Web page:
MR parkinsonism index predicts vertical supranuclear gaze palsy in patients with PSP – parkinsonism
Box plots of baseline and follow-up magnetic resonance parkinsonism index measurements in patients with progressive supranuclear palsy–parkinsonism (PSP-P) developing (A) or not developing (B) vertical supranuclear gaze palsy (VSGP)Box plots show an increase of MRPI value in patients with PSP-P developing VSGP in comparison with those not developing VSGP (mixed-model analysis of variance, p = 0.045). Vertical solid lines (whiskers) show lower and upper values. Box stretches from lower hinge (25th percentile) to upper hinge (75th percentile). Median is shown as a line across each box.
© Copyright Policy - open-access
Related In: Results  -  Collection

License
Show All Figures
getmorefigures.php?uid=PMC5035983&req=5

Figure 2: Box plots of baseline and follow-up magnetic resonance parkinsonism index measurements in patients with progressive supranuclear palsy–parkinsonism (PSP-P) developing (A) or not developing (B) vertical supranuclear gaze palsy (VSGP)Box plots show an increase of MRPI value in patients with PSP-P developing VSGP in comparison with those not developing VSGP (mixed-model analysis of variance, p = 0.045). Vertical solid lines (whiskers) show lower and upper values. Box stretches from lower hinge (25th percentile) to upper hinge (75th percentile). Median is shown as a line across each box.
Mentions: Eleven of 21 patients (52.3%) with PSP-P developed VSGP during the follow-up. The mean ± SD duration of clinical follow-up period for these patients was 28.5 ± 13.6 months (range 6–48 months). None of the remaining 10 patients with PSP-P developed VSGP within 48 months of the clinical observational period. Baseline comparisons of clinicoradiologic data between patients with PSP-P developing and not developing VSGP are shown in table 1 and figure 1. More than 50% of patients in both groups showed levodopa responsiveness. It is noteworthy that the patients with PSP-P who developed VSGP showed baseline MRPI values (mean 14.77; range 12.52–20.24) that were significantly higher (p < 0.001) than those detected in patients who did not develop VSGP (mean 9.77; range 7.90–11.34) without overlapping values between the 2 groups (table 1). Follow-up comparisons of clinicoradiologic data between these 2 patient groups are shown in table 2. Of note, most patients in both groups lost levodopa responsiveness, with this result being more evident in those patients who developed VSGP. Comparisons between MRPI values in patients with PSP-P developing and not developing VSGP at baseline and follow-up are shown in figure 2. The mixed-model analysis of variance showed a significant effect of status (developing, not developing; p < 0.001) and no significant effect of time (baseline, follow-up; p = 0.38), while the interaction of status and time was shown to be slightly significant (p = 0.045), thus suggesting that the change in MRPI values from baseline to follow-up evaluation was higher in patients with PSP-P developing VSGP than in those not developing VSGP.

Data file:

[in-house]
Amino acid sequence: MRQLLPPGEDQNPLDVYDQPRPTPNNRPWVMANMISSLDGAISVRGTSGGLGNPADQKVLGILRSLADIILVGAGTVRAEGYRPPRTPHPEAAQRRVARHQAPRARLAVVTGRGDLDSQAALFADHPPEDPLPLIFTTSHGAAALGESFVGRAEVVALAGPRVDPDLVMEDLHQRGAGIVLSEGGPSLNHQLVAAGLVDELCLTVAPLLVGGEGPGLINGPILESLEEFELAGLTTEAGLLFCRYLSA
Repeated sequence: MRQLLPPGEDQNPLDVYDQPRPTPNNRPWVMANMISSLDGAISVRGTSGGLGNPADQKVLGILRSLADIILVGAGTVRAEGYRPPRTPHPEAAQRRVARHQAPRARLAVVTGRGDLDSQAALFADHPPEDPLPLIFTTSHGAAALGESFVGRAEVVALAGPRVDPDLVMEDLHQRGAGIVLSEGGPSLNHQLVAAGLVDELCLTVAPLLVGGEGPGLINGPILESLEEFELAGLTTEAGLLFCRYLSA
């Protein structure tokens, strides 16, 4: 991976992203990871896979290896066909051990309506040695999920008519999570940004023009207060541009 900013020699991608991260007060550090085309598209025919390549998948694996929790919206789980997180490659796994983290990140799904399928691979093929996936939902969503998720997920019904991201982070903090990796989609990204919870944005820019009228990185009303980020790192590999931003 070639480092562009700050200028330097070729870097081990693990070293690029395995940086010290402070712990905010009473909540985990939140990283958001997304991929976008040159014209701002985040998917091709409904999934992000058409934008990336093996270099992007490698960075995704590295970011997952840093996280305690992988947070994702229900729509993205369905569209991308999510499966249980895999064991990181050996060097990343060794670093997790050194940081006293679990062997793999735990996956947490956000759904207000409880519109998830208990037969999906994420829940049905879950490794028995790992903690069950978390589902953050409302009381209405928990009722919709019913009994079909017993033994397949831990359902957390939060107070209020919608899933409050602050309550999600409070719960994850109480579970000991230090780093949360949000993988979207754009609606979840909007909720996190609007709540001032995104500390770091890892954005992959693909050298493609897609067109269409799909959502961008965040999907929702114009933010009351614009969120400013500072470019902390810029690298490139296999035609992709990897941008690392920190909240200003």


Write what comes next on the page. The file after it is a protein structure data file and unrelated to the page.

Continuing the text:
View Article: PubMed Central - PubMed

ABSTRACT

Objective:: To identify a biomarker for predicting the appearance of vertical supranuclear gaze palsy (VSGP) in patients affected by progressive supranuclear palsy&ndash;parkinsonism (PSP-P).

Methods:: Twenty-four patients with PSP-P were enrolled in the current study. Patients were clinically followed up every 6 months until the appearance of VSGP or the end of the follow-up (4 years). Participants underwent MRI at baseline and at the end of follow-up. Magnetic resonance parkinsonism index (MRPI), an imaging measure useful for diagnosing PSP, was calculated.

Results:: Twenty-one patients with PSP-P completed follow-up, and 3 patients dropped out. Eleven of 21 patients with PSP-P developed VSGP after a mean follow-up period of 28.5 months (range 6&ndash;48 months), while the remaining 10 patients with PSP-P did not develop VSGP during the 4-year follow-up period. At baseline, patients with PSP-P who later developed VSGP had MRPI values significantly higher than those of patients not developing VSGP without overlapping values between the 2 groups. MRPI showed a higher accuracy (100%) in predicting VSGP than vertical ocular slowness (accuracy 33.3%) or postural instability with or without vertical ocular slowness (accuracy 71.4% and 42.9%, respectively).

Conclusions:: Our study demonstrates that MRPI accurately predicted, on an individual basis, the appearance of VSGP in patients with PSP-P, thus confirming clinical diagnosis in vivo.

No MeSH data available.


Related in: MedlinePlus